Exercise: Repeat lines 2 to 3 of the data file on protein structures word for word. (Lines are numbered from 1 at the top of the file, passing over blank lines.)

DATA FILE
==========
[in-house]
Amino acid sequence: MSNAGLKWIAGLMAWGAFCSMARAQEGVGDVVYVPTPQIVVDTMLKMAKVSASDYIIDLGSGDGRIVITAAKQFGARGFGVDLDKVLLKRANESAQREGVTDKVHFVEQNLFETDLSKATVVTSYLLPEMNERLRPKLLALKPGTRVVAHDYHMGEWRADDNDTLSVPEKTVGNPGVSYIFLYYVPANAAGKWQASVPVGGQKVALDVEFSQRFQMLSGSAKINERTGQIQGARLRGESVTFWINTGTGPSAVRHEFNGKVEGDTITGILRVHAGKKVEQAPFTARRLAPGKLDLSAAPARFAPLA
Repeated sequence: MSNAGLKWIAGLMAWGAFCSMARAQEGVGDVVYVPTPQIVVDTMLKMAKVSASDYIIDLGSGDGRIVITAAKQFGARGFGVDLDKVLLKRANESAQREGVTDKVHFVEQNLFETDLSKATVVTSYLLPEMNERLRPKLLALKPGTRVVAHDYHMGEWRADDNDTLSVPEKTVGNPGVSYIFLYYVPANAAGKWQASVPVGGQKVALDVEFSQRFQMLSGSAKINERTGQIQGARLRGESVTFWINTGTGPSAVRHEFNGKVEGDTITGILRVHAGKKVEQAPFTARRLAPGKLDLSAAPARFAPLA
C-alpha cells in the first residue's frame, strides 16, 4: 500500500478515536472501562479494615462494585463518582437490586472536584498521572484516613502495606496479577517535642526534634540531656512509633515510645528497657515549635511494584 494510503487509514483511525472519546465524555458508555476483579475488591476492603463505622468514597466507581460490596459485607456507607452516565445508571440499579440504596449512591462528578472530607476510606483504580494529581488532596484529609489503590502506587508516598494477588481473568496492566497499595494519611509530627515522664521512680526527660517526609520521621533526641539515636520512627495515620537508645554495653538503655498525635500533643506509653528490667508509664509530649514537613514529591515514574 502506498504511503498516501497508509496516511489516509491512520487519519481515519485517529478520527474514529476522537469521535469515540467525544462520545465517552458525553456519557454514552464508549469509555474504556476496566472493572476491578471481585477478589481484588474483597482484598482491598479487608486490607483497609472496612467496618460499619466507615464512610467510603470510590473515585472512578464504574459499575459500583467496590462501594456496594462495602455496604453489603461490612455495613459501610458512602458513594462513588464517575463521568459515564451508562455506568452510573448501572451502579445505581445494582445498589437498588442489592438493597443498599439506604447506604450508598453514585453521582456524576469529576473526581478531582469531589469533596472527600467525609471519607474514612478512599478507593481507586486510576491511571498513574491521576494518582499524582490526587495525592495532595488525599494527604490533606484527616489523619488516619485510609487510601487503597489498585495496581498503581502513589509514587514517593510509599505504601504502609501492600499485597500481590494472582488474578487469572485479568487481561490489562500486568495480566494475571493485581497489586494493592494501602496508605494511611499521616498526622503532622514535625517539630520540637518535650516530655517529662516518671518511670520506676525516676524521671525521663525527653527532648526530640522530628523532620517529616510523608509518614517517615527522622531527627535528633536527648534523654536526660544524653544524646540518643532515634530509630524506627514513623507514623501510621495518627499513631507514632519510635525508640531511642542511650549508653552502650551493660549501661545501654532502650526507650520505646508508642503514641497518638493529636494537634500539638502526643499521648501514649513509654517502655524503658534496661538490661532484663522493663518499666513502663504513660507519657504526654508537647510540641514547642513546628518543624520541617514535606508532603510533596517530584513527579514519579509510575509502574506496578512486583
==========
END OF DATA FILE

Amino acid sequence: MSNAGLKWIAGLMAWGAFCSMARAQEGVGDVVYVPTPQIVVDTMLKMAKVSASDYIIDLGSGDGRIVITAAKQFGARGFGVDLDKVLLKRANESAQREGVTDKVHFVEQNLFETDLSKATVVTSYLLPEMNERLRPKLLALKPGTRVVAHDYHMGEWRADDNDTLSVPEKTVGNPGVSYIFLYYVPANAAGKWQASVPVGGQKVALDVEFSQRFQMLSGSAKINERTGQIQGARLRGESVTFWINTGTGPSAVRHEFNGKVEGDTITGILRVHAGKKVEQAPFTARRLAPGKLDLSAAPARFAPLA
Repeated sequence: MSNAGLKWIAGLMAWGAFCSMARAQEGVGDVVYVPTPQIVVDTMLKMAKVSASDYIIDLGSGDGRIVITAAKQFGARGFGVDLDKVLLKRANESAQREGVTDKVHFVEQNLFETDLSKATVVTSYLLPEMNERLRPKLLALKPGTRVVAHDYHMGEWRADDNDTLSVPEKTVGNPGVSYIFLYYVPANAAGKWQASVPVGGQKVALDVEFSQRFQMLSGSAKINERTGQIQGARLRGESVTFWINTGTGPSAVRHEFNGKVEGDTITGILRVHAGKKVEQAPFTARRLAPGKLDLSAAPARFAPLA